How can I calculate the sum of square deviations between two normalized price series according to (Gatev et. co 2006)? My normalized price series of stocks $X$ and $Y$ consist of the cumulative total daily (log) returns of adjusted close series for stock data taken from Yahoo Finance.

According to some research on the internet it seems I am to:

Divide the time series of the share prices by the price on the first day of the pairs identification period and then subtract the two new time series from each other, square these differences and sum the result. The smaller the value, the more likely the two stocks are to be a good pair.

If that were the case, I would end up with the formula:

$$SSD=\sum(\frac{x_1,x_2,..,x_n}{x_1}-\frac{y_1,y_2,..,y_n}{y_1})^2$$ Where $X=(x_1,x_2,..x_n)$ and $Y=(y_1,y_2,..y_n)$ are stock price series.

But according to other research, sum of squared deviations refers simply to sum of squares, so then the formula is: $$SS = \sum((x_1,x_2,..,x_n)-\frac{x_1+x_2+..+x_n}{n})^2,or\sum(X-\bar{X})^2$$ But how would I incorporate $Y$ into the second one? Subtract the two results so $SS(X)-SS(Y)$?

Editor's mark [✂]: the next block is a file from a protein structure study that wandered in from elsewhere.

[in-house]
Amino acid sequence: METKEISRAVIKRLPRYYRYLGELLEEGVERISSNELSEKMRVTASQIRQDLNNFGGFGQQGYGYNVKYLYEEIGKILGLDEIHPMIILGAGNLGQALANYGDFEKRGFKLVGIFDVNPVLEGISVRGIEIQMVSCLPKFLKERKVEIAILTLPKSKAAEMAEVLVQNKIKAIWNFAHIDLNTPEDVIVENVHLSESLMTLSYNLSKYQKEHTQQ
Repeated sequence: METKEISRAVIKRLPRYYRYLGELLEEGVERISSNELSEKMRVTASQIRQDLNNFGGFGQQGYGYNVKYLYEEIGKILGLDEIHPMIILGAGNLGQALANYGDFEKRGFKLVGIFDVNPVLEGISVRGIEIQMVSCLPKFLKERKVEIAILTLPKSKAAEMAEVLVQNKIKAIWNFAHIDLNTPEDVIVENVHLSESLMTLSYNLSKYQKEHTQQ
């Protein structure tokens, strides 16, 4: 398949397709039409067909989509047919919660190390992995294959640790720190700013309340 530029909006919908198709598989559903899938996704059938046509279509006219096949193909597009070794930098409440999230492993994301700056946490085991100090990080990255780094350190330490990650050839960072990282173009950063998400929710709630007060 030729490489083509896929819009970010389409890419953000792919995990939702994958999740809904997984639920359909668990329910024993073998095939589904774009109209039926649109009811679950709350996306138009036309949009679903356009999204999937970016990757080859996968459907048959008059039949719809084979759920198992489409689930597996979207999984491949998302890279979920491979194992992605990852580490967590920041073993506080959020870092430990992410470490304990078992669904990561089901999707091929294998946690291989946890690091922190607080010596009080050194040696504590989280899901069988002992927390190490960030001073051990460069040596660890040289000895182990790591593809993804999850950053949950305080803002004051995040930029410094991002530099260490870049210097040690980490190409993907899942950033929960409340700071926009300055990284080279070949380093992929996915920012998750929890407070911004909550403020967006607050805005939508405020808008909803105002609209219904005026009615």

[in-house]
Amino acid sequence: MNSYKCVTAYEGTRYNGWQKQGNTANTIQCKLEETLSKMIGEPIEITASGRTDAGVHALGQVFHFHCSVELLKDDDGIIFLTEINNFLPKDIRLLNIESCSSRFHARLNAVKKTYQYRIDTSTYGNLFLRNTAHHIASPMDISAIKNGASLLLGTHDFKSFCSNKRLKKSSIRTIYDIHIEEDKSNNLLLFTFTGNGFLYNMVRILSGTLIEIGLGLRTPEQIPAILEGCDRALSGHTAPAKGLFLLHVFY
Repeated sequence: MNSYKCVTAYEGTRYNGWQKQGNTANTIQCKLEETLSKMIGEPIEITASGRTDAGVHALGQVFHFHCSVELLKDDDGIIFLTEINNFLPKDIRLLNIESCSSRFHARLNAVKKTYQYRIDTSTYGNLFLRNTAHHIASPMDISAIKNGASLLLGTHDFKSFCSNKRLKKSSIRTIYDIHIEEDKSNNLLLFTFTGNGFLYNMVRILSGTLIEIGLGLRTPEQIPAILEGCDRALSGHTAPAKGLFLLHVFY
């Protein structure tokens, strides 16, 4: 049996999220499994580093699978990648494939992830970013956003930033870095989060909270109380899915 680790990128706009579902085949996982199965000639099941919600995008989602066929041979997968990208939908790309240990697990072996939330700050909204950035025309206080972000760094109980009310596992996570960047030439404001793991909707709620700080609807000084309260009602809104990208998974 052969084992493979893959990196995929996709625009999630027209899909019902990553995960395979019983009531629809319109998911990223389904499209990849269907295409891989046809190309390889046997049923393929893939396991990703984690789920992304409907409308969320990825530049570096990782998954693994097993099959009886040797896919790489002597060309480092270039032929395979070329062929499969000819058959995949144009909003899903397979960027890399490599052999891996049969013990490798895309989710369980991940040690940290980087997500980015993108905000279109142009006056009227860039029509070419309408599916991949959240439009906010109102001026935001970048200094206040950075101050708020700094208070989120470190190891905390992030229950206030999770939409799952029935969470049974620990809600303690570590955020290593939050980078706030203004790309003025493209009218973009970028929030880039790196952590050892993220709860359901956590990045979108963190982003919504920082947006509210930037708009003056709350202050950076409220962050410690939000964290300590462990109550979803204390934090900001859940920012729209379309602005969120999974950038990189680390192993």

If anyone could shed some light on the issue, that'd be fantastic!


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    $\begingroup$ Try both methods. There is no correct answer. $\endgroup$ Jan 27, 2014 at 4:09
  • $\begingroup$ Alright, I've chosen to go with the first equation according to a UBS Monograph. Thanks. $\endgroup$ Jan 27, 2014 at 7:15
  • $\begingroup$ To refine what I said, the best method is the one that is best according to cross-validation. You only start having to worry about what is best a priori if you start fitting to your test set by trying too many approaches. $\endgroup$ Jan 27, 2014 at 8:20

1 Answer 1


Choosing to mark this question "Answered" as @user2763361 has pointed out that there is no "correct" answer. I've chosen to go with the first equation according to a UBS Monograph. Thanks.


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